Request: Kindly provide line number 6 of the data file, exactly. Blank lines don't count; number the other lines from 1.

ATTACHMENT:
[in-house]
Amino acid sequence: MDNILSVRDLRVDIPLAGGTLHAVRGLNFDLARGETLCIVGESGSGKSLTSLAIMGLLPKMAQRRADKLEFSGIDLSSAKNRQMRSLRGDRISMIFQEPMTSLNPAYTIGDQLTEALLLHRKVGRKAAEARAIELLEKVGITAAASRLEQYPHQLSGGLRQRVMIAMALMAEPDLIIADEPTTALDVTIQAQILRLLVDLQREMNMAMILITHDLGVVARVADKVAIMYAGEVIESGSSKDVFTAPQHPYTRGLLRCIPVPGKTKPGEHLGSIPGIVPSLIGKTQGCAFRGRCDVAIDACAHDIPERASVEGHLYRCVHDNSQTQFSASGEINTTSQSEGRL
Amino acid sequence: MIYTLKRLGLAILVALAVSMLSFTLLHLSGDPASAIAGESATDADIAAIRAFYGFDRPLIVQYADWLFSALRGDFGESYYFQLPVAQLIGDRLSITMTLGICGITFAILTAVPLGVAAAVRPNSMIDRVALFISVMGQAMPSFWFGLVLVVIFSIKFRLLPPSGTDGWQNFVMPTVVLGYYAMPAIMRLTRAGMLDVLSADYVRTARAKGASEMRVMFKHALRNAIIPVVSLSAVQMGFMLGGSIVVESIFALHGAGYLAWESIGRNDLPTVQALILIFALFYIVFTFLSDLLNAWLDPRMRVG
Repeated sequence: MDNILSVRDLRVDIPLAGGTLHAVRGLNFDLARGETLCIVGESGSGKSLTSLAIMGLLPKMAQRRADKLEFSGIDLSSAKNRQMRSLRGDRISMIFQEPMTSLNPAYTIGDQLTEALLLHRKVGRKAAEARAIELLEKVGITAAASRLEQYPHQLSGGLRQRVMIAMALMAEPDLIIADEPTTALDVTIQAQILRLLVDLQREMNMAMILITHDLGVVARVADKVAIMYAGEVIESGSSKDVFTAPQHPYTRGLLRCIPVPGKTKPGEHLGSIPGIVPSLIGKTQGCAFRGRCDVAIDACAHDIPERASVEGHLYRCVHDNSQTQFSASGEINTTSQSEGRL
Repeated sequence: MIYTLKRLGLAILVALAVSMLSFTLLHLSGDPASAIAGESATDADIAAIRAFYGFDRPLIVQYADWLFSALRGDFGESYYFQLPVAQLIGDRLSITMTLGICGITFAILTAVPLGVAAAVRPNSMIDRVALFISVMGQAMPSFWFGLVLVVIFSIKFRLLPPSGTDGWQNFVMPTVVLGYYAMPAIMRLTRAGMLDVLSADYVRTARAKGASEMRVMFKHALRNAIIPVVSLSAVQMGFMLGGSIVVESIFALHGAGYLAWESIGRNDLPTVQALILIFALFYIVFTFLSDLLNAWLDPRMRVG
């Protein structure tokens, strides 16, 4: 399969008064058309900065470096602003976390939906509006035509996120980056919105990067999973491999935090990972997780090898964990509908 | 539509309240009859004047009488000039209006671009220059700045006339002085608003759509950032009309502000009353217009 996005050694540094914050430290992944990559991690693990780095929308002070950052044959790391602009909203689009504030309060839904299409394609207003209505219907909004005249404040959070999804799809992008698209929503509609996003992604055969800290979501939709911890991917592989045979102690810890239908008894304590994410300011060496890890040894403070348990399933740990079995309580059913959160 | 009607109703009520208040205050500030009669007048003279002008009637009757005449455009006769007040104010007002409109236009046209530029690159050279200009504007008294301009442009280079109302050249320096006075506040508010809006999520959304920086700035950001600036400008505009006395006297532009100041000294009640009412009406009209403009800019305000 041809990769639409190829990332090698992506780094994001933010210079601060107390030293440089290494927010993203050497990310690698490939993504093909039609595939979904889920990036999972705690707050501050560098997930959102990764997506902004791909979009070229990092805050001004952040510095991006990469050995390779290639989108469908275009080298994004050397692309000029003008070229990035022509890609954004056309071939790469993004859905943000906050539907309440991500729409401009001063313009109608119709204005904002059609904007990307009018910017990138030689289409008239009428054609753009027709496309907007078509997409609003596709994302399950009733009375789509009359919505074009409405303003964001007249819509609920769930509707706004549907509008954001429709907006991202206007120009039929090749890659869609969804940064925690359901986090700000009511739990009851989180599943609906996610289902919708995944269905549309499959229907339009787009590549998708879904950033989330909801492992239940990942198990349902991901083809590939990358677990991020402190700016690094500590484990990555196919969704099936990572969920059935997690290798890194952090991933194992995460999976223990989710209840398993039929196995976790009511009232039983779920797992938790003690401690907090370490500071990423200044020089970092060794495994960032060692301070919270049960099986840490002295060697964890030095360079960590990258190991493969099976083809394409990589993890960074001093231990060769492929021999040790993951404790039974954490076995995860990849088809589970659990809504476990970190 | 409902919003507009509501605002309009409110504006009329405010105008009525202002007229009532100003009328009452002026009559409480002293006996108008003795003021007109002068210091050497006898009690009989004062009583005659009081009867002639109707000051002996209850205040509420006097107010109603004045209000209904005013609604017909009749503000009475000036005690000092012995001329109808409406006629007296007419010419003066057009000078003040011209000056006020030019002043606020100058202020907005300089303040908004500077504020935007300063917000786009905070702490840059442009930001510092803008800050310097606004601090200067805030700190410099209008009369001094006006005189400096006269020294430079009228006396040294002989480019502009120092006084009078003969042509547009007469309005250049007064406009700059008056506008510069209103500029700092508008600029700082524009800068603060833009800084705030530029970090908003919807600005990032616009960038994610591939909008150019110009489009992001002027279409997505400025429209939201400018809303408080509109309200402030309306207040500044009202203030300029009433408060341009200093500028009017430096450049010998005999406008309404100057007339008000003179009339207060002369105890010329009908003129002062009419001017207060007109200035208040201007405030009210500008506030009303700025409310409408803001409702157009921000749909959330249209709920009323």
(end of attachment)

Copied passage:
């Protein structure tokens, strides 16, 4: 399969008064058309900065470096602003976390939906509006035509996120980056919105990067999973491999935090990972997780090898964990509908 | 539509309240009859004047009488000039209006671009220059700045006339002085608003759509950032009309502000009353217009 996005050694540094914050430290992944990559991690693990780095929308002070950052044959790391602009909203689009504030309060839904299409394609207003209505219907909004005249404040959070999804799809992008698209929503509609996003992604055969800290979501939709911890991917592989045979102690810890239908008894304590994410300011060496890890040894403070348990399933740990079995309580059913959160 | 009607109703009520208040205050500030009669007048003279002008009637009757005449455009006769007040104010007002409109236009046209530029690159050279200009504007008294301009442009280079109302050249320096006075506040508010809006999520959304920086700035950001600036400008505009006395006297532009100041000294009640009412009406009209403009800019305000 041809990769639409190829990332090698992506780094994001933010210079601060107390030293440089290494927010993203050497990310690698490939993504093909039609595939979904889920990036999972705690707050501050560098997930959102990764997506902004791909979009070229990092805050001004952040510095991006990469050995390779290639989108469908275009080298994004050397692309000029003008070229990035022509890609954004056309071939790469993004859905943000906050539907309440991500729409401009001063313009109608119709204005904002059609904007990307009018910017990138030689289409008239009428054609753009027709496309907007078509997409609003596709994302399950009733009375789509009359919505074009409405303003964001007249819509609920769930509707706004549907509008954001429709907006991202206007120009039929090749890659869609969804940064925690359901986090700000009511739990009851989180599943609906996610289902919708995944269905549309499959229907339009787009590549998708879904950033989330909801492992239940990942198990349902991901083809590939990358677990991020402190700016690094500590484990990555196919969704099936990572969920059935997690290798890194952090991933194992995460999976223990989710209840398993039929196995976790009511009232039983779920797992938790003690401690907090370490500071990423200044020089970092060794495994960032060692301070919270049960099986840490002295060697964890030095360079960590990258190991493969099976083809394409990589993890960074001093231990060769492929021999040790993951404790039974954490076995995860990849088809589970659990809504476990970190 | 409902919003507009509501605002309009409110504006009329405010105008009525202002007229009532100003009328009452002026009559409480002293006996108008003795003021007109002068210091050497006898009690009989004062009583005659009081009867002639109707000051002996209850205040509420006097107010109603004045209000209904005013609604017909009749503000009475000036005690000092012995001329109808409406006629007296007419010419003066057009000078003040011209000056006020030019002043606020100058202020907005300089303040908004500077504020935007300063917000786009905070702490840059442009930001510092803008800050310097606004601090200067805030700190410099209008009369001094006006005189400096006269020294430079009228006396040294002989480019502009120092006084009078003969042509547009007469309005250049007064406009700059008056506008510069209103500029700092508008600029700082524009800068603060833009800084705030530029970090908003919807600005990032616009960038994610591939909008150019110009489009992001002027279409997505400025429209939201400018809303408080509109309200402030309306207040500044009202203030300029009433408060341009200093500028009017430096450049010998005999406008309404100057007339008000003179009339207060002369105890010329009908003129002062009419001017207060007109200035208040201007405030009210500008506030009303700025409310409408803001409702157009921000749909959330249209709920009323």